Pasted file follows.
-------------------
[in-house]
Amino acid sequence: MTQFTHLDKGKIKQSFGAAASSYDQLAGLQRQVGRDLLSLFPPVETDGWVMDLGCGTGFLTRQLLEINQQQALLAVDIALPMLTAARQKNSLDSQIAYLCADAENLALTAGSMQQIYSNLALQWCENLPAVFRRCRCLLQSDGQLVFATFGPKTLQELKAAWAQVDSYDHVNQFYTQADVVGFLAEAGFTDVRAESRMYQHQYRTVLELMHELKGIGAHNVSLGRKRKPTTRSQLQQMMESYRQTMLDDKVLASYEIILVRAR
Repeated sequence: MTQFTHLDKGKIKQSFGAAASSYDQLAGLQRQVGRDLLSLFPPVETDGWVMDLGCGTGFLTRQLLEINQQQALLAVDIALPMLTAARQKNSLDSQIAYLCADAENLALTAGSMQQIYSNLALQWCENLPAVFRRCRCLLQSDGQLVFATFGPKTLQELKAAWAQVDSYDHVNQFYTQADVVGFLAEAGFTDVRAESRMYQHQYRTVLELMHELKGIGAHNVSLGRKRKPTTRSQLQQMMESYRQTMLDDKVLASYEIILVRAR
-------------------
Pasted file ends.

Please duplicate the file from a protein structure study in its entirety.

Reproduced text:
[in-house]
Amino acid sequence: MTQFTHLDKGKIKQSFGAAASSYDQLAGLQRQVGRDLLSLFPPVETDGWVMDLGCGTGFLTRQLLEINQQQALLAVDIALPMLTAARQKNSLDSQIAYLCADAENLALTAGSMQQIYSNLALQWCENLPAVFRRCRCLLQSDGQLVFATFGPKTLQELKAAWAQVDSYDHVNQFYTQADVVGFLAEAGFTDVRAESRMYQHQYRTVLELMHELKGIGAHNVSLGRKRKPTTRSQLQQMMESYRQTMLDDKVLASYEIILVRAR
Repeated sequence: MTQFTHLDKGKIKQSFGAAASSYDQLAGLQRQVGRDLLSLFPPVETDGWVMDLGCGTGFLTRQLLEINQQQALLAVDIALPMLTAARQKNSLDSQIAYLCADAENLALTAGSMQQIYSNLALQWCENLPAVFRRCRCLLQSDGQLVFATFGPKTLQELKAAWAQVDSYDHVNQFYTQADVVGFLAEAGFTDVRAESRMYQHQYRTVLELMHELKGIGAHNVSLGRKRKPTTRSQLQQMMESYRQTMLDDKVLASYEIILVRAR